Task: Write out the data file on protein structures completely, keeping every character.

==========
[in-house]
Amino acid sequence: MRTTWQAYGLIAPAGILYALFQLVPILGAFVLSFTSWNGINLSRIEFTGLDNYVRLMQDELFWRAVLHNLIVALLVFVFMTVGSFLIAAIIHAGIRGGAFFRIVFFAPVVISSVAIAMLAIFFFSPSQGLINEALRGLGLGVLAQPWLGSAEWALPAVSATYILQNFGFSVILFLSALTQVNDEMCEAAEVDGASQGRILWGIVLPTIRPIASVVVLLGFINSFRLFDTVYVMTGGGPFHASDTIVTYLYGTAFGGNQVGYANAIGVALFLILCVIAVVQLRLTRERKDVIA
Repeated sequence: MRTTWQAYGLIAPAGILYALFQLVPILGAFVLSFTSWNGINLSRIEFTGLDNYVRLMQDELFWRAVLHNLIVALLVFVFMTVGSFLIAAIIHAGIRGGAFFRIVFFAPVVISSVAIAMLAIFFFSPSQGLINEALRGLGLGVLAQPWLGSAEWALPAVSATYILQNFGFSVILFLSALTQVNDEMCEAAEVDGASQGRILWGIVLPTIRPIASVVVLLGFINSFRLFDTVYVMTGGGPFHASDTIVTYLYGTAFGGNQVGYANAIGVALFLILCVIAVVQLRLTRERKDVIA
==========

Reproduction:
[in-house]
Amino acid sequence: MRTTWQAYGLIAPAGILYALFQLVPILGAFVLSFTSWNGINLSRIEFTGLDNYVRLMQDELFWRAVLHNLIVALLVFVFMTVGSFLIAAIIHAGIRGGAFFRIVFFAPVVISSVAIAMLAIFFFSPSQGLINEALRGLGLGVLAQPWLGSAEWALPAVSATYILQNFGFSVILFLSALTQVNDEMCEAAEVDGASQGRILWGIVLPTIRPIASVVVLLGFINSFRLFDTVYVMTGGGPFHASDTIVTYLYGTAFGGNQVGYANAIGVALFLILCVIAVVQLRLTRERKDVIA
Repeated sequence: MRTTWQAYGLIAPAGILYALFQLVPILGAFVLSFTSWNGINLSRIEFTGLDNYVRLMQDELFWRAVLHNLIVALLVFVFMTVGSFLIAAIIHAGIRGGAFFRIVFFAPVVISSVAIAMLAIFFFSPSQGLINEALRGLGLGVLAQPWLGSAEWALPAVSATYILQNFGFSVILFLSALTQVNDEMCEAAEVDGASQGRILWGIVLPTIRPIASVVVLLGFINSFRLFDTVYVMTGGGPFHASDTIVTYLYGTAFGGNQVGYANAIGVALFLILCVIAVVQLRLTRERKDVIA